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Re: Project systems (again)

From: Daniel Colascione
Subject: Re: Project systems (again)
Date: Fri, 18 Apr 2014 00:58:54 -0700
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On 04/18/2014 12:50 AM, Eli Zaretskii wrote:
>> Date: Fri, 18 Apr 2014 00:07:20 -0700
>> From: Daniel Colascione <address@hidden>
>> CC: address@hidden
>>> FWIW, I'd prefer that you work with EDE developers to improve and
>>> extend what they have;
>> If EIEIO can't be preloaded (or, equivalent morally, autoloaded on
>> find-file), there's no point in pursuing EDE improvements. An EIEIO-less
>> EDE would be an EDE rewrite anyway.
> I don't know enough about this: why couldn't EIEIO be autoloaded?

Stefan was against it the last time this issue came up. There are
namespace cleanliness issues as well as deeper issues of functional

>> Plus, I don't think the problem space really warrants a complex
>> object system: conventional elisp idioms are adequate.
> Since EDE is already there, I think this is a moot point.  (I believe
> Eric explained why this design was chosen a while ago.)

It's there, but it hasn't seen wide use. The existence of non-EDE
projects like Projectile should tell us that EDE, as it stands today,
isn't well-suited to being a default project system.

>>> starting from scratch (or almost from scratch)
>>> sounds like waste of effort, especially since some of the EDE is
>>> already in Emacs. 
>> I really don't want to start from scratch, but I think it's the best
>> option. A project system is one of those systems for which the hard part
>> isn't the coding, but agreeing on having a single interface to the code.
>> I think we need something much simpler than what exists.
> Then how about asking the EDE developers to provide an "easy-ede"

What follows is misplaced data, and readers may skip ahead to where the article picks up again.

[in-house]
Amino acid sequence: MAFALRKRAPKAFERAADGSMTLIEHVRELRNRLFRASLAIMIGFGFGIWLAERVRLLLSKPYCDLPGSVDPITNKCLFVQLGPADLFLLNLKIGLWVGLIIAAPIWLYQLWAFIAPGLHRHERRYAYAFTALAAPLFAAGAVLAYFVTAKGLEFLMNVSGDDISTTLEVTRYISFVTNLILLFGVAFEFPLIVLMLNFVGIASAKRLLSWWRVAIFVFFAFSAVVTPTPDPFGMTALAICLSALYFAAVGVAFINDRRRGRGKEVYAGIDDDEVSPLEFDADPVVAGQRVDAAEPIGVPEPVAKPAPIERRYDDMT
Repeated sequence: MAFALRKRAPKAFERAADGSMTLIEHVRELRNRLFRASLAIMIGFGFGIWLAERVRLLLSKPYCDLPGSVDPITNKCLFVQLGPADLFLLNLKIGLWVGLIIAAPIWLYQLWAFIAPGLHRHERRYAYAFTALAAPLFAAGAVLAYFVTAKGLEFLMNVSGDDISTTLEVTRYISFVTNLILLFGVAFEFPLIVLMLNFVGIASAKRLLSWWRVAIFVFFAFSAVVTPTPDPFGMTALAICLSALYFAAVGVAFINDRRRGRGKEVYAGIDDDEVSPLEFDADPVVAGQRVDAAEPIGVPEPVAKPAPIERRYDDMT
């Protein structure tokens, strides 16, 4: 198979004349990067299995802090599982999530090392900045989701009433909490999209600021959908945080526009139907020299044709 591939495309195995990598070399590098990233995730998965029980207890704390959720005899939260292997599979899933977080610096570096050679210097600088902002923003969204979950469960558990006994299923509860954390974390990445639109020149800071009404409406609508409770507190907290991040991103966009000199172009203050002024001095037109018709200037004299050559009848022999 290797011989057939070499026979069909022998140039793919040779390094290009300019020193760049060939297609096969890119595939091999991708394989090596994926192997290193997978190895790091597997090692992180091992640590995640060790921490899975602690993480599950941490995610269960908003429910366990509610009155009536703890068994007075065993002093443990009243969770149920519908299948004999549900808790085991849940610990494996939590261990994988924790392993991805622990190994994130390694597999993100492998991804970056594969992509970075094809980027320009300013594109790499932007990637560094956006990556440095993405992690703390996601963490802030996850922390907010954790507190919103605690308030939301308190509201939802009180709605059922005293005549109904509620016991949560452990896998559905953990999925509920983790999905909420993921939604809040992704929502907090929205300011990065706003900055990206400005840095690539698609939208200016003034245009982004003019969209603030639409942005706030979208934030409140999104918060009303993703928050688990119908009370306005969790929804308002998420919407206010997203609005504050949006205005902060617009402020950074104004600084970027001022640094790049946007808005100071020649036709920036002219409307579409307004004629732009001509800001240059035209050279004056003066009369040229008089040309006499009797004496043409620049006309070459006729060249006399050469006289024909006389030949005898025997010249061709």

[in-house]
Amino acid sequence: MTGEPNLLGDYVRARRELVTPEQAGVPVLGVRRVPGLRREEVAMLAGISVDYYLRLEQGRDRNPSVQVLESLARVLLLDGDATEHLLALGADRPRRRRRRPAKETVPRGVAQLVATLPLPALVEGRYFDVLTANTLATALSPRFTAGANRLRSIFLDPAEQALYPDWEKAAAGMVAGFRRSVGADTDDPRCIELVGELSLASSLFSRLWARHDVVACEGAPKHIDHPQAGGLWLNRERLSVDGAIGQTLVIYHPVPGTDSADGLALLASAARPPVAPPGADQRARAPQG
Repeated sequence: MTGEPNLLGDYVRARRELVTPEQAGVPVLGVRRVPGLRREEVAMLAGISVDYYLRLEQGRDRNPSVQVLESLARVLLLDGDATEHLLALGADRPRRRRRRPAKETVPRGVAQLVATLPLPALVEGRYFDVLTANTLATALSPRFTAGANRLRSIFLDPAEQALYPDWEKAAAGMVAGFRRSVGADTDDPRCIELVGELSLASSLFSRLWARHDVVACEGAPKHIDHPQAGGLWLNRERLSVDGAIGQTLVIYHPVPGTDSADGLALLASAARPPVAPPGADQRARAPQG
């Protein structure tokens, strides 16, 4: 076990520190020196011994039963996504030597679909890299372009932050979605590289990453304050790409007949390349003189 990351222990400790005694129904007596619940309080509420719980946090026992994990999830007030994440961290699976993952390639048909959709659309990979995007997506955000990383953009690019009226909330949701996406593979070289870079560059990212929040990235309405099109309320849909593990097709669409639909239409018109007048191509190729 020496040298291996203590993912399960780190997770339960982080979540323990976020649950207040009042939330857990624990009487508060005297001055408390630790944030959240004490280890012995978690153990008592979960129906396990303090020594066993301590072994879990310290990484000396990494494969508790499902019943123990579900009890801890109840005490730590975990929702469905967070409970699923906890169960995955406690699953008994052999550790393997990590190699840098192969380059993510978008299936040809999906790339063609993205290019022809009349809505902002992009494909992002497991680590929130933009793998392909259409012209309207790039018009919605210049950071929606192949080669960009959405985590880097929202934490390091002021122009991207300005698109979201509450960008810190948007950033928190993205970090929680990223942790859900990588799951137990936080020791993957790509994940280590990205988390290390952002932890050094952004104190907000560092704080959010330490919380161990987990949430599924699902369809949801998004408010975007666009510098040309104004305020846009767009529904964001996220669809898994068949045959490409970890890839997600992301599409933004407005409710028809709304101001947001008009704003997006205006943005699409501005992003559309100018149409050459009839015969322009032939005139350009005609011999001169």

> layer which would conceal the complexity for those situations where
> the corresponding power is not needed?

That's what I'm proposing, except that I imagine EDE can sit on top of
that layer, not that that layer could sit on top of EDE.

>> I find the abstractions in EDE to be much more confusing than they are
>> useful. For something that, at its core, ought to be very simple, there
>> are too many concepts --- target, project, sub-project, config, project
>> placeholder, too much shared state, and too few opportunities for ad-hoc
>> customization. The system feels specialized for a project based on
>> nested autoconf files that build C and C++, and the documentation
>> reflects that. I understand that EDE started simple and grew
>> functionality, but this functionality belongs in separate layers, not
>> mingled into the core.
> I see your point.  However, EDE was added to Emacs with the intent
> that it serves as basis for developing features such as what you have
> in mind.  If there's a reasonably practical way of basing your project
> on EDE, I think we should explore that possibility first, even if it
> requires more work on the EDE infrastructure side, because not doing
> so would waste the effort of integrating EDE into Emacs.

I was afraid of an argument of this form --- it's just the sunken costs
fallacy, isn't it? The fact that effort has been put into EDE shouldn't
influence our evaluations of present alternatives. I don't think using
EDE as a base would reduce the amount of needed work. I actually think
it would increase it.

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